Main Site Documentation

Introp without RLP


#1

Hello. I wish to deploy some native code to my Spider kit without using RLP.

The documentation clearly shows how to achieve this however it requires
running the SolutionWizard to build a runtime .net mf.
The package I have from GHI seems to be already built and does not come with
the software/template required to run the solutionwizard.

Is there a way to create managed/native dll/pe and deploy to an existing deployment?

thanks


#2

Why do you want to do that? Using RLP is much, much easier then recompiling the firmware… which requires a compiler that cost over $10,000 if you want to do it right.

If you are about DIY then use one of the open source boards, like hydra and cerb-family.


#3

A couple reasons.

I am developing course material for a architecture course I will pitch
to the local University and I want full control of how the calls transfer
control.

I also would like to be able to port to another hardware platform if required.

DIY? (do it yourself?)

I like the Spider kit as a teaching tool but the cost maybe an issue.

cheers


#4

Although looking at the Hydra kit is very impressive.
I will definitely pickup that kit and check it out.
thanks for the tips!
cheers


#5

My thoughts were that if you want to be compiling native code without using RLP then you need to consider one of the open source options like Hydra you’re looking at. The Closed Source of USBizi and EMX (Spider’s core uC module) means you would need to get GHIs blessing and code.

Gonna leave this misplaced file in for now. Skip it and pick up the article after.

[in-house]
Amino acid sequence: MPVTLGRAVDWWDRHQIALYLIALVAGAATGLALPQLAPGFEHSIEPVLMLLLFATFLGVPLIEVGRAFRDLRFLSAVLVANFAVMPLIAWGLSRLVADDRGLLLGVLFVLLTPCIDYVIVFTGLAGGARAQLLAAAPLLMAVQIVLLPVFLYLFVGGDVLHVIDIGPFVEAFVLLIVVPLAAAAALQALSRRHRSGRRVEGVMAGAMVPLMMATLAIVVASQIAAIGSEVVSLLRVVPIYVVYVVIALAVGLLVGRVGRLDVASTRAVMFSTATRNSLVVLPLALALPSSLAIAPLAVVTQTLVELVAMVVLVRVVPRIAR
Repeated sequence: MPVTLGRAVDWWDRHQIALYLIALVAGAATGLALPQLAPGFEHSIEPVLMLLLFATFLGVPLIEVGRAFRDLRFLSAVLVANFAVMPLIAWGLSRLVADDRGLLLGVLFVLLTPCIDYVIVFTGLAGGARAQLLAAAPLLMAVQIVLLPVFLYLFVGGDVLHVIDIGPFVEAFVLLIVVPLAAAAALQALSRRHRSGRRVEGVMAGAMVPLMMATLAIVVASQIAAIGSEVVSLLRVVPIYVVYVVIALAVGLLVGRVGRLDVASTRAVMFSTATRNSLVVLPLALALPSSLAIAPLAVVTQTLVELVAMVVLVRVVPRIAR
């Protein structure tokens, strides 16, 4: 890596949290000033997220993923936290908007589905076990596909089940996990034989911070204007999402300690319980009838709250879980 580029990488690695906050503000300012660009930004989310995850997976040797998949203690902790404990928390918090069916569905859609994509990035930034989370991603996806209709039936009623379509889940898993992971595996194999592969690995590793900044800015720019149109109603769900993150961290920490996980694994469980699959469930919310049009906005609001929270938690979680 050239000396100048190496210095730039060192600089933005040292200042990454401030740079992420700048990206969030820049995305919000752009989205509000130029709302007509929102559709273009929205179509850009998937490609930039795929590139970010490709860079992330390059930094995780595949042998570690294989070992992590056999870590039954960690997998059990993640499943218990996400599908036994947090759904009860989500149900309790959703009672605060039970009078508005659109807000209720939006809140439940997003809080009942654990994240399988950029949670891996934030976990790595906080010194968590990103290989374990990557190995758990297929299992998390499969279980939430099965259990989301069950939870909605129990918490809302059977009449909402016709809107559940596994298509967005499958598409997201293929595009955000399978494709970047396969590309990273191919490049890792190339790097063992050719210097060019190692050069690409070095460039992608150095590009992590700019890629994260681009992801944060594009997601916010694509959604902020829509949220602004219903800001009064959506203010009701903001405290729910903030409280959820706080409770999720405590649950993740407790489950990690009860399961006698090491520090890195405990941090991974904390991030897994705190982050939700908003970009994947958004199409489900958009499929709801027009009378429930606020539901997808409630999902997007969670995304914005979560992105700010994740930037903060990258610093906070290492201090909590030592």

#6

Hi Dale,

RVCT (the RealView compiler) is probably the best compiler to use for NETMF. It is included with the ARM MDK which costs $4,895 MSRP, but I understand that there’s academic pricing available as well. It’s the same compiler included in the highest-end RVDS (Professional) tools which, when combined with expensive ARM debug hardware as Gus alluded, can cost more than $10,000.

Microsoft and members of the NETMF community have done a lot of work to enable GCC support for the newer micros. Quite a bit of this updated GCC compiler support is coming with the new .NET MF 4.2 QFE2 release. GCC won’t give you the tightest and fastest code like RVCT, but it is both free and open source–two pluses for education.

Runtime object code injection techniques like GHI RLP can provide a flexible way to link compiled native code to firmware on the fly. For integrating drivers, adding rich features, porting NETMF and getting the highest flexibility and performance…integrating and compiling your code with the NETMF source tree gives you the ultimate freedom (while giving up some convenience and requiring larger compiles).

Chris


#7

Keep in mind that, currently, at least, even though the Cerberus family is open source, it still requires RVDS to compile.


#8

This is where fez hydra come in handy. It is the most powerful open source offer and does support GCC, yet it is very affordable. It even runs Linux as an option so it is perfect for education and DIY projects.


#9

What is your evaluation of the G400 along these same parameters?

I mean I would love to help with development, but at $5000 just to compile - I just don’t see it.


#10

G400 is not open source.